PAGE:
• Unchanged: 2 x PylonTech US3000b lithium ion batteries.
  • CHANGED: 16 x Canadian Solar CS3U 350Wp or 355Wp solar panels.

It used to be common knowledge that monocrystalline panel power output suffered less due to high temperature than that of the cheaper polycrystalline panels. This is quite relevant, because just sitting there on your roof the whole day, these things can get really hot!

Well, I finally went and looked up the temperature coefficient of these current generation Canadian Solar panels, namely the CS3U range, which is -0.37% Pmax / ℃. This is in fact slightly better than the -0.39% of the monocrystalline panels I had on my list.

I am currently on the lookout for what is going to be my fourth candidate solar installer, although at this stage I would be quite happy with a talented electrician who is not afraid of heights.

(My second installer had difficulty keeping up with all of their work (probably thanks to load-shedding and also to the substantial price increases expected from our embattled electricity monopoly) and my third installer has decided to focus on commercial installations.)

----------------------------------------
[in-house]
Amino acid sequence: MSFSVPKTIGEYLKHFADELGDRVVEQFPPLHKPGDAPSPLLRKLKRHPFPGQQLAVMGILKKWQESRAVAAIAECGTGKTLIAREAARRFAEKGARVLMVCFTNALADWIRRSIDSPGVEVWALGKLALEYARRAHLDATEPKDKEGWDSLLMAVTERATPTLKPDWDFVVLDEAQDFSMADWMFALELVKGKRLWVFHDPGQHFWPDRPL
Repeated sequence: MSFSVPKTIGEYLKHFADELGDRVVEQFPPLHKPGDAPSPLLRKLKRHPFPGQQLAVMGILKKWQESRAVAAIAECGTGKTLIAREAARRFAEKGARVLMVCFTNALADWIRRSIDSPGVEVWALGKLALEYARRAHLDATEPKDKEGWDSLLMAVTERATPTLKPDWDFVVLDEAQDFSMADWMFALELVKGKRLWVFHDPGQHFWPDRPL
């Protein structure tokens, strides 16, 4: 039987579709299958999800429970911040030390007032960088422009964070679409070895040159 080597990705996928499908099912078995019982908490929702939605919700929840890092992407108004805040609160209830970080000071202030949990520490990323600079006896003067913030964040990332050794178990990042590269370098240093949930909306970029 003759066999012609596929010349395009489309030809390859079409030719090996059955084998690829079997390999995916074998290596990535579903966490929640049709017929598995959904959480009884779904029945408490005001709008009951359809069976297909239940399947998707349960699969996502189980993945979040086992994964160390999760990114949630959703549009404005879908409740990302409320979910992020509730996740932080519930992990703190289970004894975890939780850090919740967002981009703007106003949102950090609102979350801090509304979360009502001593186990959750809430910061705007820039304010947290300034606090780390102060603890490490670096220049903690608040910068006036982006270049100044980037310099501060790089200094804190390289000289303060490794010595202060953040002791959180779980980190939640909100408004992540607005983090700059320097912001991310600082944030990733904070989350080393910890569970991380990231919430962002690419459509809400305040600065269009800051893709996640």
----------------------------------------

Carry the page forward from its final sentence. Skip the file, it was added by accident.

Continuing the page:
My big and stupid misstep into Google Drive.

Somewhere during the past two weeks, I lost, forever and ever, at least three evenings.

Tipped off by a colleague at work, encouraged by my family’s mobile photos investment in Google Photos, and further tempted by the significant price difference and the family storage sharing option, I convinced myself that it was time to migrate my little empire of useless files (dropbox reports that I currently have just over 500000 (five hundred thousand) of them) out of Dropbox and into Google Drive.

This is how it looked on paper, i.e. in my head and in my Emacs notes:

  • I have about 70GB of photos taken with various family cameras of kids growing up, vacations everywhere and so on. These photos are currently not easily accessible by said family. If they were on Google Drive, they could be automatically exposed to Google Photos, which my family is already using!
  • My 237G of Google Drive space, sufficient for everything, costs R39 / month (that’s about $2.75), whereas my Dropbox subscription costs $10 / month.